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Samsung 970 EVO 1TB M.2 NVMe PCIe SSD Review

By: Jon Coulter | m.2 SSDs in Storage | Posted: Apr 24, 2018 2:00 pm
TweakTown Rating: 99%Manufacturer: Samsung

Futuremark PCMark 8 Extended

 

 

Heavy Workload Model

 

PCMark 8's consistency test simulates an extended duration heavy workload environment. PCMark 8 has built-in, command line executed storage testing. The PCMark 8 Consistency test measures the performance consistency and the degradation tendency of a storage system.

 

 

The Storage test workloads are repeated. Between each repetition, the storage system is bombarded with a usage that causes degraded drive performance. In the first part of the test, the cycle continues until a steady degraded level of performance has been reached. (Steady State)

 

In the second part, the recovery of the system is tested by allowing the system to idle and measuring the performance after 5-minute long intervals. (Internal drive maintenance: Garbage Collection (GC)) The test reports the performance level at the start, the degraded steady-state, and the recovered state, as well as the number of iterations required to reach the degraded state and the recovered state.

 

We feel Futuremark's Consistency Test is the best test ever devised to show the true performance of solid state storage in an extended duration heavy workload environment. This test takes on average 13 to 17 hours to complete and writes somewhere between 450GB and 14,000GB of test data depending on the drive. If you want to know what an SSDs steady state performance is going to look like during a heavy workload, this test will show you.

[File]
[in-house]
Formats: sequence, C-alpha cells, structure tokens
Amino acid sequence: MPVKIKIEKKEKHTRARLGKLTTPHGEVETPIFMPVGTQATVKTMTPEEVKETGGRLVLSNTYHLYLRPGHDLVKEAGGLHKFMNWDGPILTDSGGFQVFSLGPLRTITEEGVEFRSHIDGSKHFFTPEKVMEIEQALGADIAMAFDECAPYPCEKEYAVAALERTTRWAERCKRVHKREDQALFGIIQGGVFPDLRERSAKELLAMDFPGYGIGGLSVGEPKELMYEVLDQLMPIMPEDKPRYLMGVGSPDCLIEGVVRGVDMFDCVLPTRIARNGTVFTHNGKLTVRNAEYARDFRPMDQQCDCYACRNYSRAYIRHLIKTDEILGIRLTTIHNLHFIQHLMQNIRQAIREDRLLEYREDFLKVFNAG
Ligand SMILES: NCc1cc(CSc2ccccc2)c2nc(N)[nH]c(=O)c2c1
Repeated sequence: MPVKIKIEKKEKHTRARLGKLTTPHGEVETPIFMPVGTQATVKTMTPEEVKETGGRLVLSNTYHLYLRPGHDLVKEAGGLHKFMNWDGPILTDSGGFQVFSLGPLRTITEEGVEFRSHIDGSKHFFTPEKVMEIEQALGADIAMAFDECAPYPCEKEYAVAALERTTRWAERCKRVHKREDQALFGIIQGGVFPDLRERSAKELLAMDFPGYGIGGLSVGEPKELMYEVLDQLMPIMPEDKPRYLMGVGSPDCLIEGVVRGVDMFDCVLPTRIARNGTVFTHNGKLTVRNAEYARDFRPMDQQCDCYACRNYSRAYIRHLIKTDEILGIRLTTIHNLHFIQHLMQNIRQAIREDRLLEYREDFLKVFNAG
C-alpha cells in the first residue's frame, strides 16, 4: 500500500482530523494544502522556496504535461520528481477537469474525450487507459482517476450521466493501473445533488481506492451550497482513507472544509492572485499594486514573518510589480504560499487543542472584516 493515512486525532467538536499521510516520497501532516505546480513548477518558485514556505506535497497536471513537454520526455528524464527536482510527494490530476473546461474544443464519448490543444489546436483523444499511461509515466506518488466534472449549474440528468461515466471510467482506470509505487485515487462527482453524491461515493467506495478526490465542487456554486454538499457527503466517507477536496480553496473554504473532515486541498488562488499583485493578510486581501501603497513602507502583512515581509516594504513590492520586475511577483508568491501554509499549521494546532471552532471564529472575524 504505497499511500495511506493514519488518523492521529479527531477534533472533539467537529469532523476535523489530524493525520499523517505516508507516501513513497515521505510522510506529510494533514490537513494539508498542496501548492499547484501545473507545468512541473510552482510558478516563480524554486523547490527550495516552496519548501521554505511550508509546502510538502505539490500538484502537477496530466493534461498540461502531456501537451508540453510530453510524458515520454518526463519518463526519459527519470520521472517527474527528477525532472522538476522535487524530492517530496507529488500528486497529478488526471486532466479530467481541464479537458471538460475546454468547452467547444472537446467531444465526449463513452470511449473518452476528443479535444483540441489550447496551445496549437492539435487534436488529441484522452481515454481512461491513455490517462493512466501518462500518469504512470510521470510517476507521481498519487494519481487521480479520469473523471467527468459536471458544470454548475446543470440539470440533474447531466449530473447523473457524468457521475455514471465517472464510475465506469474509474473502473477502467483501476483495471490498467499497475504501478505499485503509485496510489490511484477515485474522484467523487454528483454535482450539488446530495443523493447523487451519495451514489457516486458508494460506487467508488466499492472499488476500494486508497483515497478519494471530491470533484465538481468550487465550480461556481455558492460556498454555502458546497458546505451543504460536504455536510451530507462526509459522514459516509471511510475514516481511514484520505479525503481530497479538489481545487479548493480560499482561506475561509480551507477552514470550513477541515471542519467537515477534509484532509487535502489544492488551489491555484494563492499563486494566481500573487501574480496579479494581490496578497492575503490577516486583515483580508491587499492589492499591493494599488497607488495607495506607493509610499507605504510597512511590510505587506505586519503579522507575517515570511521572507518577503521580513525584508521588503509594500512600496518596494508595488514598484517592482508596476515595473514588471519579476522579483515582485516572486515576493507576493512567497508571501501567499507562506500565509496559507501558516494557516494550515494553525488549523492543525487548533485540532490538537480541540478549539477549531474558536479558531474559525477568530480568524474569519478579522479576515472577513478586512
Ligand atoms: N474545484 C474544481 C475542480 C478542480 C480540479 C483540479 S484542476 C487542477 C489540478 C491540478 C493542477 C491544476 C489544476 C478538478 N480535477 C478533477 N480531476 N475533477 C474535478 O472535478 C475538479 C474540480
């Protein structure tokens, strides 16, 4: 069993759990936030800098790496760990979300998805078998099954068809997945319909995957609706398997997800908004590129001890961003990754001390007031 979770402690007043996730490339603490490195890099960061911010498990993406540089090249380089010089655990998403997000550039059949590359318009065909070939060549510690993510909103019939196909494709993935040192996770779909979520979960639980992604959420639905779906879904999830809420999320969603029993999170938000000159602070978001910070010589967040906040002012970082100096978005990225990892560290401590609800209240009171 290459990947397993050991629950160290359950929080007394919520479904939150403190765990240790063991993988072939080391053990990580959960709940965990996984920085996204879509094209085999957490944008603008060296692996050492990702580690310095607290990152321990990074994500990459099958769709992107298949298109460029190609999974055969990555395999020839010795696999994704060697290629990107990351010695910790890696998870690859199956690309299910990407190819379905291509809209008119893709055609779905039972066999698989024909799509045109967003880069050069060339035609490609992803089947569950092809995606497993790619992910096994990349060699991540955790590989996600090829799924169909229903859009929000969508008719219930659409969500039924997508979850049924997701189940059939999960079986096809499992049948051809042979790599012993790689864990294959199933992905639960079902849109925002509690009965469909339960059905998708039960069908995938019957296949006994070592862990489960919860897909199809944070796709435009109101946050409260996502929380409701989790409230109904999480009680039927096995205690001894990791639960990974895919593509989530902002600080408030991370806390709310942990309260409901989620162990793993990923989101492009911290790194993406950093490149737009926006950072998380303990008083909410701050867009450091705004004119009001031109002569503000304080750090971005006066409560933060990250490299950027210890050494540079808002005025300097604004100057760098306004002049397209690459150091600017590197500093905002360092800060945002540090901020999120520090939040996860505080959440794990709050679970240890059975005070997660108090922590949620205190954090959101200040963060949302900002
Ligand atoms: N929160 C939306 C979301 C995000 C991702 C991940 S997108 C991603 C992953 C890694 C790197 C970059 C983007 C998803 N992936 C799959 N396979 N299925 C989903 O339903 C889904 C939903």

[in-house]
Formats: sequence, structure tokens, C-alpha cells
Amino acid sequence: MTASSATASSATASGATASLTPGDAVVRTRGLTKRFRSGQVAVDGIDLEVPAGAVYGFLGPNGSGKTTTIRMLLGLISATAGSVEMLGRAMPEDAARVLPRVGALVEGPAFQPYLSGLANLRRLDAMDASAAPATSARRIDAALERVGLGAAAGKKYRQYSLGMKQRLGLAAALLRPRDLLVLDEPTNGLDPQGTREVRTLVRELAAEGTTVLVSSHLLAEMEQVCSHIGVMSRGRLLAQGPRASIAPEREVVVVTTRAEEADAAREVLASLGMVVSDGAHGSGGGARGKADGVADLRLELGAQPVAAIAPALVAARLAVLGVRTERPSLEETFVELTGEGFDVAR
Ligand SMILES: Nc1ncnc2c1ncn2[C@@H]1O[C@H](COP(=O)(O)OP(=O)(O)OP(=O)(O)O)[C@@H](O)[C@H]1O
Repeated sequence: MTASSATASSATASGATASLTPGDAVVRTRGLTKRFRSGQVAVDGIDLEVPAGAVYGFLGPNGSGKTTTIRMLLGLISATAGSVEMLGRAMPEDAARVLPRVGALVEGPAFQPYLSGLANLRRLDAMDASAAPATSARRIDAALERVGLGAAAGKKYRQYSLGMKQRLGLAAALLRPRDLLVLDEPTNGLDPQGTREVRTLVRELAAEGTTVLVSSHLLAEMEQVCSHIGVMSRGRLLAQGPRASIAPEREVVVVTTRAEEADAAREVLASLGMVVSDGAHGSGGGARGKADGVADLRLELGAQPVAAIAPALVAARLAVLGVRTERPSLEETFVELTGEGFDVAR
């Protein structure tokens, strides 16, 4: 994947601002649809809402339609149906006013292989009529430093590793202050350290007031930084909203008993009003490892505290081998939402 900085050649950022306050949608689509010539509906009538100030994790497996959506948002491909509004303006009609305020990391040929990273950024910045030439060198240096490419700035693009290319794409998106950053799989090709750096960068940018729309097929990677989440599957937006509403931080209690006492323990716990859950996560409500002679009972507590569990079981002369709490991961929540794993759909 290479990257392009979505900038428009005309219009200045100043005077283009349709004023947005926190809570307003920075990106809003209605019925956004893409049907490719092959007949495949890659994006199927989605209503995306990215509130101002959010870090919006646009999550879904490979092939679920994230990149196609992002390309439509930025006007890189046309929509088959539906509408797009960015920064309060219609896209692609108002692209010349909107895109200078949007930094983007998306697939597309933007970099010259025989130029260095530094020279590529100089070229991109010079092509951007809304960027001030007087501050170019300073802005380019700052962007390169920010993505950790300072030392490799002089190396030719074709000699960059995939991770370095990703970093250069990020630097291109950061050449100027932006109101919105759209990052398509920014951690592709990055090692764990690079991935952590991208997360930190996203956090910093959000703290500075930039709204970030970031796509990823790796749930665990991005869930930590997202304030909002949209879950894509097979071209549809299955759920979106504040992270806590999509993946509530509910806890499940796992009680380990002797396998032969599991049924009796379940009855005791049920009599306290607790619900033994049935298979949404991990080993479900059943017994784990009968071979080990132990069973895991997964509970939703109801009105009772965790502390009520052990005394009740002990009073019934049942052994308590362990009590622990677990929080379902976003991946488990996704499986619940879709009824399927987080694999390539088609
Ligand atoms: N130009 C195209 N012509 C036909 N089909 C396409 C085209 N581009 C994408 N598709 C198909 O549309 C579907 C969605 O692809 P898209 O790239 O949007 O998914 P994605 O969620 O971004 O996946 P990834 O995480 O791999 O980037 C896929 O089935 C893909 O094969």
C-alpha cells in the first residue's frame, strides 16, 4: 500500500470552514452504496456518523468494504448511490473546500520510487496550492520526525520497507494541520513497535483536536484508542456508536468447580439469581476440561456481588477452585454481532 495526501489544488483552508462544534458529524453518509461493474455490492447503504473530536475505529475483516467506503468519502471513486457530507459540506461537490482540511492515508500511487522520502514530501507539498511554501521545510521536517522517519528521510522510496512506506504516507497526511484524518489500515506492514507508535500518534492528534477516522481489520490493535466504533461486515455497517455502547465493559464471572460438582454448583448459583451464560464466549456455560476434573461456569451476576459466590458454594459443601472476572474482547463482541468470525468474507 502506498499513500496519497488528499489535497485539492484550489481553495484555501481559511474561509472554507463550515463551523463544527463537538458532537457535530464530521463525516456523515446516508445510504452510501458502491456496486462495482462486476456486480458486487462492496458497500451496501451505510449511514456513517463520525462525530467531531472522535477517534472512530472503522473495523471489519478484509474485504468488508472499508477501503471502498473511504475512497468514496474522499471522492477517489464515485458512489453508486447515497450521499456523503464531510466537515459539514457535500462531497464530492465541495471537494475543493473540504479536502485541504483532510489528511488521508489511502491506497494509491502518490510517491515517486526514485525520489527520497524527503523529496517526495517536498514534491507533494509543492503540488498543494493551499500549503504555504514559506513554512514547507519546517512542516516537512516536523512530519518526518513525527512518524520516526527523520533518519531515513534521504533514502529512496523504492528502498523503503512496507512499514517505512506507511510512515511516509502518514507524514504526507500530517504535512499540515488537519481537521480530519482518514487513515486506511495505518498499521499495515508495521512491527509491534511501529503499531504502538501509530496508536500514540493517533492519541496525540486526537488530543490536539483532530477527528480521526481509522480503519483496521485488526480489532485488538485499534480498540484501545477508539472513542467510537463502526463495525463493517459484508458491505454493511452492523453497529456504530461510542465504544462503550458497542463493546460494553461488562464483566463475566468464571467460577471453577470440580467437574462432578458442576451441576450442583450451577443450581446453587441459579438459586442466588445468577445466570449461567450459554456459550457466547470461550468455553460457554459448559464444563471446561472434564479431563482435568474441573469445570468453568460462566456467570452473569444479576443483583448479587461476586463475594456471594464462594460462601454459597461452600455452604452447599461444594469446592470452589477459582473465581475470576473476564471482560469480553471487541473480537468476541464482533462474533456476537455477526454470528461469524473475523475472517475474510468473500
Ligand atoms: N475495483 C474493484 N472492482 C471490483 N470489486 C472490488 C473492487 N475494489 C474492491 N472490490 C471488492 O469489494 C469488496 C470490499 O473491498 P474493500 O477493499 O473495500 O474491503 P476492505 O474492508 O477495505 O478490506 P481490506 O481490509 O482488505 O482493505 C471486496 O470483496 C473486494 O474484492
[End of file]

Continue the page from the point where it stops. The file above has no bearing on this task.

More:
Here's a breakdown of Futuremark's Consistency Test:

 

Precondition phase:

 

1. Write to the drive sequentially through up to the reported capacity with random data.

2. Write the drive through a second time (to take care of overprovisioning).

 

Degradation phase:

 

1. Run writes of random size between 8*512 and 2048*512 bytes on random offsets for 10 minutes.

2. Run performance test (one pass only).

3. Repeat 1 and 2 for 8 times, and on each pass increase the duration of random writes by 5 minutes.

 

Steady state phase:

 

1. Run writes of random size between 8*512 and 2048*512 bytes on random offsets for 50 minutes.

2. Run performance test (one pass only).

3. Repeat 1 and 2 for 5 times.

 

Recovery phase:

 

1. Idle for 5 minutes.

2. Run performance test (one pass only).

3. Repeat 1 and 2 for 5 times.

 

 

Storage Score, Storage Bandwidth

 

PCMark 8's Consistency test provides a ton of data output that we use to judge a drive's performance.

 

samsung-970-evo-1tb-2-nvme-pcie-ssd-review_45

 

We consider steady-state bandwidth (the blue bar) our test that carries the most weight in ranking a drive/arrays heavy workload performance. Performance after Garbage Collection (GC) (the orange and red bars) carries the most weight when evaluating moderate consumer workload performance.